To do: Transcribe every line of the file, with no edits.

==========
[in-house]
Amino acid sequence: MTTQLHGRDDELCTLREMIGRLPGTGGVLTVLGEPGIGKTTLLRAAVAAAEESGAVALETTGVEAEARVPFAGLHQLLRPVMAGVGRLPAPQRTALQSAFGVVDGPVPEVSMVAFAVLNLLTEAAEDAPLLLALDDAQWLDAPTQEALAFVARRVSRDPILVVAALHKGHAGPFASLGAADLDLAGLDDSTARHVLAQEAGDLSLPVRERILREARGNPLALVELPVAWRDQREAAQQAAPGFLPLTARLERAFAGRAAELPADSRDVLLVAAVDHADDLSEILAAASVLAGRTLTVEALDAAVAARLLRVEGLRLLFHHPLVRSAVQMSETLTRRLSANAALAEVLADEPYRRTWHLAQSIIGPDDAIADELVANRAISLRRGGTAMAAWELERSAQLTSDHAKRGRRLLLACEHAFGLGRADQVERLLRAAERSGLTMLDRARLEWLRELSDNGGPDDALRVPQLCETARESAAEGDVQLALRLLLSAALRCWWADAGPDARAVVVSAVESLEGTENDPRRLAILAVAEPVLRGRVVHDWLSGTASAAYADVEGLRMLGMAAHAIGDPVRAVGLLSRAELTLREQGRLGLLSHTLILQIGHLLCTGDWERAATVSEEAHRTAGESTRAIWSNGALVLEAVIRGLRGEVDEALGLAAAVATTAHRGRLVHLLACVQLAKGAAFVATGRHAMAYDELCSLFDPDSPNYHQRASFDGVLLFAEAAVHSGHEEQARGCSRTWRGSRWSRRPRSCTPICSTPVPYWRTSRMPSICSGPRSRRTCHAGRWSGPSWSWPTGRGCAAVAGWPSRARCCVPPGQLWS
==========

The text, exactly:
[in-house]
Amino acid sequence: MTTQLHGRDDELCTLREMIGRLPGTGGVLTVLGEPGIGKTTLLRAAVAAAEESGAVALETTGVEAEARVPFAGLHQLLRPVMAGVGRLPAPQRTALQSAFGVVDGPVPEVSMVAFAVLNLLTEAAEDAPLLLALDDAQWLDAPTQEALAFVARRVSRDPILVVAALHKGHAGPFASLGAADLDLAGLDDSTARHVLAQEAGDLSLPVRERILREARGNPLALVELPVAWRDQREAAQQAAPGFLPLTARLERAFAGRAAELPADSRDVLLVAAVDHADDLSEILAAASVLAGRTLTVEALDAAVAARLLRVEGLRLLFHHPLVRSAVQMSETLTRRLSANAALAEVLADEPYRRTWHLAQSIIGPDDAIADELVANRAISLRRGGTAMAAWELERSAQLTSDHAKRGRRLLLACEHAFGLGRADQVERLLRAAERSGLTMLDRARLEWLRELSDNGGPDDALRVPQLCETARESAAEGDVQLALRLLLSAALRCWWADAGPDARAVVVSAVESLEGTENDPRRLAILAVAEPVLRGRVVHDWLSGTASAAYADVEGLRMLGMAAHAIGDPVRAVGLLSRAELTLREQGRLGLLSHTLILQIGHLLCTGDWERAATVSEEAHRTAGESTRAIWSNGALVLEAVIRGLRGEVDEALGLAAAVATTAHRGRLVHLLACVQLAKGAAFVATGRHAMAYDELCSLFDPDSPNYHQRASFDGVLLFAEAAVHSGHEEQARGCSRTWRGSRWSRRPRSCTPICSTPVPYWRTSRMPSICSGPRSRRTCHAGRWSGPSWSWPTGRGCAAVAGWPSRARCCVPPGQLWS